An issue of “Quaderni Storici” on the Morisco Diaspora
The issue of “Quaderni Storici” that we are proposing will outline the morisco diaspora in its various facets and trace its major turning points, in order to understand the major escape routes that the moriscos took from the Iberian peninsula after 1609, but also to trace the pathways that they took across Europe before the expulsion. What sources can be used for the study of this diaspora? Are there any analogies between the morisco diaspora and the Jewish one? Did they form “ethnic” networks of solidarity or did they search for outsiders for assistance? How and how well did they integrate into European, and particularly Italian, society? And how and to what degree did they integrate in North Africa or in the territories of the Ottoman Empire? We know, for example, that they brought with them to Africa not only their language, which resounded with the words of the greatest authors of the Siglo de Oro, but also agricultural techniques, political and administrative structures, maritime and agrarian know how, and musical and artistic skills that they preserved over time in communities that retained a strong “Andalusian” connotation. And why, as Louis de Cardillac claims, did the morisco disappear from Italy around 1639, as we can see in the registers of the ecclesiastical and civil tribunals of the peninsula? Who did the moriscos become - catholics, Muslims, or dissimulators? Did they dissolve into the Maghreb like salt into water, as the holy patriarch of Valencia, Juan Ribera, had hoped? And finally, why have Italian historians paid so little attention to this problem?
However, the morisco diaspora and its impact on Europe, and not only in the Mediterranean, remain the least studied and most fascinating problem, one that we intend to place at the center of an upcoming issue of “Quaderni Storici.” The paths of the diaspora reveal the numerous European connections of the moriscos and their links to other Iberian minority, the judeo-conversos. Jewish merchants in France and Holland were often involved in managing the transfer of moriscos and their clandestine goods across the Spanish border. When situated in a European and Mediterranean context of exchange of people, goods, and ideas, the very image of the morisco appears in a different light. Whereas a historiographical tradition that owes much to anti-morisco propaganda sees them inevitably as poor and uneducated peasants who barely spoke Castillian, more innovative recent research has shown that they were in fact shrewd merchants and translators, political, economic, and cultural negotiators who were capable of taking on important political and diplomatic roles in places that ranged from the Barbary kingdoms of North Africa, to Saadian Morocco, the court of the kings of France, and the Dutch Republic.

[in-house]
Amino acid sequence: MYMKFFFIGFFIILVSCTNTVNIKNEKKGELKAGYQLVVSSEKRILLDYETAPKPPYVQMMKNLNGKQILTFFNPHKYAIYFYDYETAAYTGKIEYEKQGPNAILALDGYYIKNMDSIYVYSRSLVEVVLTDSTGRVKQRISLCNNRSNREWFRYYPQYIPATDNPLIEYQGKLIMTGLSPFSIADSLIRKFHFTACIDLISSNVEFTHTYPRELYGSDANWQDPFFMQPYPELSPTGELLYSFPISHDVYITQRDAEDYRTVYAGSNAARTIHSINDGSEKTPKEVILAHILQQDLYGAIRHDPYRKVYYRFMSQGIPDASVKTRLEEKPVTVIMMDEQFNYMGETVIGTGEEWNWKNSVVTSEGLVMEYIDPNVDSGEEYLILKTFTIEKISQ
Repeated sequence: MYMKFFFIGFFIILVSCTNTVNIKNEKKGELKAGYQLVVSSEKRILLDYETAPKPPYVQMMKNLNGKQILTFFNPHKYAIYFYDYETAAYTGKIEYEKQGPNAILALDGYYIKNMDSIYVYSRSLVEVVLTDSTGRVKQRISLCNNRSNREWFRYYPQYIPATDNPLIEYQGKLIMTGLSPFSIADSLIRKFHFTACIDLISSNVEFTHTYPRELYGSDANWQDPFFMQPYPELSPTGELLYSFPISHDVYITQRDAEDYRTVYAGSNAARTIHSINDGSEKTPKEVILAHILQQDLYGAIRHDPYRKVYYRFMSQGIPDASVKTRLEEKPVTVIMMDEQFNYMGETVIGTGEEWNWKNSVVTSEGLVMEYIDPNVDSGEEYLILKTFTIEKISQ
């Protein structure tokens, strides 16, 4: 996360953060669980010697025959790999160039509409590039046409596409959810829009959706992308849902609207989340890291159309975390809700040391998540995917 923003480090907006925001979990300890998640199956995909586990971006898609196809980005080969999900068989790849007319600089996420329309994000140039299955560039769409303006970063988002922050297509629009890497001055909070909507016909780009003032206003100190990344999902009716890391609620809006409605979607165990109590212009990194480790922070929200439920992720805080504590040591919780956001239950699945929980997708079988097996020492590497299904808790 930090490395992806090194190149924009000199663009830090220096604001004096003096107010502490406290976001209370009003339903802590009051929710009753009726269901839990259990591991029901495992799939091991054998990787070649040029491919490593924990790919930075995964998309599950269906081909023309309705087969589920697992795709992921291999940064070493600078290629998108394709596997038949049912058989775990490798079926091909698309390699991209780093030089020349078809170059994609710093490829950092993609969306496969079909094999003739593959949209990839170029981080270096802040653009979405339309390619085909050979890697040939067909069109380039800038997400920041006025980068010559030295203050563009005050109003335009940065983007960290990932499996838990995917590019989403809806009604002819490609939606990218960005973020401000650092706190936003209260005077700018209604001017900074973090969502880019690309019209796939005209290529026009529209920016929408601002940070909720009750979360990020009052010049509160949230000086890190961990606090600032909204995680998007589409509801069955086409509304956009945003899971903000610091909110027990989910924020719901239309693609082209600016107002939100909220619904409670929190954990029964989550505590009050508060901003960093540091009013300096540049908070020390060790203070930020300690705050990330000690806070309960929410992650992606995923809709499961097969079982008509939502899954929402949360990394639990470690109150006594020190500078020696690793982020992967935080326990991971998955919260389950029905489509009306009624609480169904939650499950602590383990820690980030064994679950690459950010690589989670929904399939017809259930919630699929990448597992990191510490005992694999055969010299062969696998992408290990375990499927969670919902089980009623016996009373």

We know strikingly little about the chronology and geography of the Morisco diaspora in Italy, which was for many of them a momentary stopover as they moved toward the Ottoman Empire or North Africa. The moriscos arrived in Venice, the gateway to the Levant, both before and after the expulsion on their way toward the territories of the Sultan, and Genova, Civitavecchia, and Livorno also served as ports of transit. However, we know almost nothing of the communities that remained on Italian soil, and only a little more about those who came there as slaves and renegades. Around Rome, the moriscos struggled to find acceptance and were significantly confused with another despised and unassimilated minority, the “cingali”, or gypsies. It is striking that the Papacy made no effort to either support or condemn the massive exodus, which was presented by Philip III’s counselors as the last great crusade against Islam. Nor is there evidence of any extended reflection by theologians on the phenomenon of these baptized Christians who were thrown into the arms of Turks and moors, in the very same years when the spiritual conquest of the non-Christian world, symbolized in the creation of the Propaganda Fide and the publication of numerous treatises on ‘conversion of the Turk’, became a priority for the Catholic Church in Rome.
Due date for proposals: July 20, 2011 Due date for completed drafts": July 2012
GIOVANNA FIUME (firstname.lastname@example.org), STEFANIA PASTORE (email@example.com)
Dipartimento di Studi su Politica, Diritto e Società
Piazza Bologni 8
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